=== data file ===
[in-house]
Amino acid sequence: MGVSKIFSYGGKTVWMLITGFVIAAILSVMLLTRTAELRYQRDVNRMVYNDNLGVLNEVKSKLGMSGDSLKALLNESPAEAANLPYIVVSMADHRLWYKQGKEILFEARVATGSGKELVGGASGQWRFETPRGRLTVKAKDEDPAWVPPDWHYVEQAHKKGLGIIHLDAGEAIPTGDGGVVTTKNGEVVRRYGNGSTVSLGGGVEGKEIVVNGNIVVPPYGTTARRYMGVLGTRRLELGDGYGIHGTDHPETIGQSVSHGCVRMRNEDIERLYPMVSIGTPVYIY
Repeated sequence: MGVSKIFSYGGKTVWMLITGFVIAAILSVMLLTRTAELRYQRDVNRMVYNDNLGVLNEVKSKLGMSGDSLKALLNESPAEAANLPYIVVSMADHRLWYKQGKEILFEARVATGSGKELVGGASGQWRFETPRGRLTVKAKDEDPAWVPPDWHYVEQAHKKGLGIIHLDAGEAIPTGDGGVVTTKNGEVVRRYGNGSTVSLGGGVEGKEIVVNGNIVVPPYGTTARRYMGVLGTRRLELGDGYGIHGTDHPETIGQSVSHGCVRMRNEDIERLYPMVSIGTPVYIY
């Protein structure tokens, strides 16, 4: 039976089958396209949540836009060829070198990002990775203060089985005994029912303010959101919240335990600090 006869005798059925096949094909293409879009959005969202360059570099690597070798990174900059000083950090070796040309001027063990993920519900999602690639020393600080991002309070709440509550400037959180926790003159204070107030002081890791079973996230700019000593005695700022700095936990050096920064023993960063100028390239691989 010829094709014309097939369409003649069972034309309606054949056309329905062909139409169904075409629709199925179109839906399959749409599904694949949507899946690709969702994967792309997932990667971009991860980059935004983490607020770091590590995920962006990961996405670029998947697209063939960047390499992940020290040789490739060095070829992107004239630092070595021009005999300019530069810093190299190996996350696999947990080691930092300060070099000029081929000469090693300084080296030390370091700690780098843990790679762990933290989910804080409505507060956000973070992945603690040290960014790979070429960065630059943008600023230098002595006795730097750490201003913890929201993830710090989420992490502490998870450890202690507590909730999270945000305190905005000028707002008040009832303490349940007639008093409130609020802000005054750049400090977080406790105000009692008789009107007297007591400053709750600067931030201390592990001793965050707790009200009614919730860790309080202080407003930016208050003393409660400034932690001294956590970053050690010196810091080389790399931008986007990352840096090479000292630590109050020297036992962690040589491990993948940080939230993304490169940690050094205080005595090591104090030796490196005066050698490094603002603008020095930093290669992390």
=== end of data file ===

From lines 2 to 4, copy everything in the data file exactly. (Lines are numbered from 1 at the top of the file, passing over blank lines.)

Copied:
Amino acid sequence: MGVSKIFSYGGKTVWMLITGFVIAAILSVMLLTRTAELRYQRDVNRMVYNDNLGVLNEVKSKLGMSGDSLKALLNESPAEAANLPYIVVSMADHRLWYKQGKEILFEARVATGSGKELVGGASGQWRFETPRGRLTVKAKDEDPAWVPPDWHYVEQAHKKGLGIIHLDAGEAIPTGDGGVVTTKNGEVVRRYGNGSTVSLGGGVEGKEIVVNGNIVVPPYGTTARRYMGVLGTRRLELGDGYGIHGTDHPETIGQSVSHGCVRMRNEDIERLYPMVSIGTPVYIY
Repeated sequence: MGVSKIFSYGGKTVWMLITGFVIAAILSVMLLTRTAELRYQRDVNRMVYNDNLGVLNEVKSKLGMSGDSLKALLNESPAEAANLPYIVVSMADHRLWYKQGKEILFEARVATGSGKELVGGASGQWRFETPRGRLTVKAKDEDPAWVPPDWHYVEQAHKKGLGIIHLDAGEAIPTGDGGVVTTKNGEVVRRYGNGSTVSLGGGVEGKEIVVNGNIVVPPYGTTARRYMGVLGTRRLELGDGYGIHGTDHPETIGQSVSHGCVRMRNEDIERLYPMVSIGTPVYIY
């Protein structure tokens, strides 16, 4: 039976089958396209949540836009060829070198990002990775203060089985005994029912303010959101919240335990600090 006869005798059925096949094909293409879009959005969202360059570099690597070798990174900059000083950090070796040309001027063990993920519900999602690639020393600080991002309070709440509550400037959180926790003159204070107030002081890791079973996230700019000593005695700022700095936990050096920064023993960063100028390239691989 010829094709014309097939369409003649069972034309309606054949056309329905062909139409169904075409629709199925179109839906399959749409599904694949949507899946690709969702994967792309997932990667971009991860980059935004983490607020770091590590995920962006990961996405670029998947697209063939960047390499992940020290040789490739060095070829992107004239630092070595021009005999300019530069810093190299190996996350696999947990080691930092300060070099000029081929000469090693300084080296030390370091700690780098843990790679762990933290989910804080409505507060956000973070992945603690040290960014790979070429960065630059943008600023230098002595006795730097750490201003913890929201993830710090989420992490502490998870450890202690507590909730999270945000305190905005000028707002008040009832303490349940007639008093409130609020802000005054750049400090977080406790105000009692008789009107007297007591400053709750600067931030201390592990001793965050707790009200009614919730860790309080202080407003930016208050003393409660400034932690001294956590970053050690010196810091080389790399931008986007990352840096090479000292630590109050020297036992962690040589491990993948940080939230993304490169940690050094205080005595090591104090030796490196005066050698490094603002603008020095930093290669992390």